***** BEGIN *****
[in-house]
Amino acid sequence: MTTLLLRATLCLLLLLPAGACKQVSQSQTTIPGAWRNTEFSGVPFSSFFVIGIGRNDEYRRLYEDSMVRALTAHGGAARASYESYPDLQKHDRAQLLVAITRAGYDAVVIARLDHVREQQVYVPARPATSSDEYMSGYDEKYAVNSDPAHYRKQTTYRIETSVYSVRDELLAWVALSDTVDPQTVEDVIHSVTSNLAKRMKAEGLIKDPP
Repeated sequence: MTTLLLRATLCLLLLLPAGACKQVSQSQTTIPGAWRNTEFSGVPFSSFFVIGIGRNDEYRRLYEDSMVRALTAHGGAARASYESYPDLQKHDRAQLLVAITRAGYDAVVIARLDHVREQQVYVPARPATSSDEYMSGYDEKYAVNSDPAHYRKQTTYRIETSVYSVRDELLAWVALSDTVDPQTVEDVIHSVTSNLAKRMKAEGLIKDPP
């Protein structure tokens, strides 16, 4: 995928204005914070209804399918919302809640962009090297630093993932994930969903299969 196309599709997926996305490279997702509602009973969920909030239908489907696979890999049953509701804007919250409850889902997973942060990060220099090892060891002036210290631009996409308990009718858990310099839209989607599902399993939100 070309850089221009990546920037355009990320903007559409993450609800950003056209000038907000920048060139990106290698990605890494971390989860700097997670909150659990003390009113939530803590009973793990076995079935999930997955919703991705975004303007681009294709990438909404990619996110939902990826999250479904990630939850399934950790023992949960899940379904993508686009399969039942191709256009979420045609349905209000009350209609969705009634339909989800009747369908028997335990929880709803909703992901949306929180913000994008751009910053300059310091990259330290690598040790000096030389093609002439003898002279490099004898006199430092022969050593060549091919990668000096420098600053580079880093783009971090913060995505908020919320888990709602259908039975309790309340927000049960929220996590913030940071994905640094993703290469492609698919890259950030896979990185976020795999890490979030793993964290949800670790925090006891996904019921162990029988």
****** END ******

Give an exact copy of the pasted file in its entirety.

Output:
[in-house]
Amino acid sequence: MTTLLLRATLCLLLLLPAGACKQVSQSQTTIPGAWRNTEFSGVPFSSFFVIGIGRNDEYRRLYEDSMVRALTAHGGAARASYESYPDLQKHDRAQLLVAITRAGYDAVVIARLDHVREQQVYVPARPATSSDEYMSGYDEKYAVNSDPAHYRKQTTYRIETSVYSVRDELLAWVALSDTVDPQTVEDVIHSVTSNLAKRMKAEGLIKDPP
Repeated sequence: MTTLLLRATLCLLLLLPAGACKQVSQSQTTIPGAWRNTEFSGVPFSSFFVIGIGRNDEYRRLYEDSMVRALTAHGGAARASYESYPDLQKHDRAQLLVAITRAGYDAVVIARLDHVREQQVYVPARPATSSDEYMSGYDEKYAVNSDPAHYRKQTTYRIETSVYSVRDELLAWVALSDTVDPQTVEDVIHSVTSNLAKRMKAEGLIKDPP
């Protein structure tokens, strides 16, 4: 995928204005914070209804399918919302809640962009090297630093993932994930969903299969 196309599709997926996305490279997702509602009973969920909030239908489907696979890999049953509701804007919250409850889902997973942060990060220099090892060891002036210290631009996409308990009718858990310099839209989607599902399993939100 070309850089221009990546920037355009990320903007559409993450609800950003056209000038907000920048060139990106290698990605890494971390989860700097997670909150659990003390009113939530803590009973793990076995079935999930997955919703991705975004303007681009294709990438909404990619996110939902990826999250479904990630939850399934950790023992949960899940379904993508686009399969039942191709256009979420045609349905209000009350209609969705009634339909989800009747369908028997335990929880709803909703992901949306929180913000994008751009910053300059310091990259330290690598040790000096030389093609002439003898002279490099004898006199430092022969050593060549091919990668000096420098600053580079880093783009971090913060995505908020919320888990709602259908039975309790309340927000049960929220996590913030940071994905640094993703290469492609698919890259950030896979990185976020795999890490979030793993964290949800670790925090006891996904019921162990029988």